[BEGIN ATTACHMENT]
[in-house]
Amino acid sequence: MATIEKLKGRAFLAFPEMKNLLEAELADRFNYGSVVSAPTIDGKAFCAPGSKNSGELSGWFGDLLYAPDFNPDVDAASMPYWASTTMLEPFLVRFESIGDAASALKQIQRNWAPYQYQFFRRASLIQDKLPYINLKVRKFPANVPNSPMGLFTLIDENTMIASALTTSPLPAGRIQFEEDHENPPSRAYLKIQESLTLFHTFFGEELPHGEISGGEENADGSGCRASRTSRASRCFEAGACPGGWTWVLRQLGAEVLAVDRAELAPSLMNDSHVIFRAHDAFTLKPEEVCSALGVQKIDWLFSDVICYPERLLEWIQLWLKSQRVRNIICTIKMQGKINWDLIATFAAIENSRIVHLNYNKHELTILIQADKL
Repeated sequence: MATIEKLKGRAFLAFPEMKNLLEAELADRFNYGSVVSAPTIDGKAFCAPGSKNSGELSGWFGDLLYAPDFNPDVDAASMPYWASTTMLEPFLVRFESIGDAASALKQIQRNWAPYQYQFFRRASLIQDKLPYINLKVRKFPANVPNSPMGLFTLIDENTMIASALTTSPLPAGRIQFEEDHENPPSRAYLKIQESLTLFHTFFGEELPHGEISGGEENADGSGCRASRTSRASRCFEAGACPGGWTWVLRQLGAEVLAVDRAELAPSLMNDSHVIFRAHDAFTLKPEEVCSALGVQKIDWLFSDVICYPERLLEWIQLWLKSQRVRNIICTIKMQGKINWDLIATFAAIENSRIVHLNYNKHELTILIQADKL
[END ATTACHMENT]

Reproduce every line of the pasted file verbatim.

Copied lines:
[in-house]
Amino acid sequence: MATIEKLKGRAFLAFPEMKNLLEAELADRFNYGSVVSAPTIDGKAFCAPGSKNSGELSGWFGDLLYAPDFNPDVDAASMPYWASTTMLEPFLVRFESIGDAASALKQIQRNWAPYQYQFFRRASLIQDKLPYINLKVRKFPANVPNSPMGLFTLIDENTMIASALTTSPLPAGRIQFEEDHENPPSRAYLKIQESLTLFHTFFGEELPHGEISGGEENADGSGCRASRTSRASRCFEAGACPGGWTWVLRQLGAEVLAVDRAELAPSLMNDSHVIFRAHDAFTLKPEEVCSALGVQKIDWLFSDVICYPERLLEWIQLWLKSQRVRNIICTIKMQGKINWDLIATFAAIENSRIVHLNYNKHELTILIQADKL
Repeated sequence: MATIEKLKGRAFLAFPEMKNLLEAELADRFNYGSVVSAPTIDGKAFCAPGSKNSGELSGWFGDLLYAPDFNPDVDAASMPYWASTTMLEPFLVRFESIGDAASALKQIQRNWAPYQYQFFRRASLIQDKLPYINLKVRKFPANVPNSPMGLFTLIDENTMIASALTTSPLPAGRIQFEEDHENPPSRAYLKIQESLTLFHTFFGEELPHGEISGGEENADGSGCRASRTSRASRCFEAGACPGGWTWVLRQLGAEVLAVDRAELAPSLMNDSHVIFRAHDAFTLKPEEVCSALGVQKIDWLFSDVICYPERLLEWIQLWLKSQRVRNIICTIKMQGKINWDLIATFAAIENSRIVHLNYNKHELTILIQADKL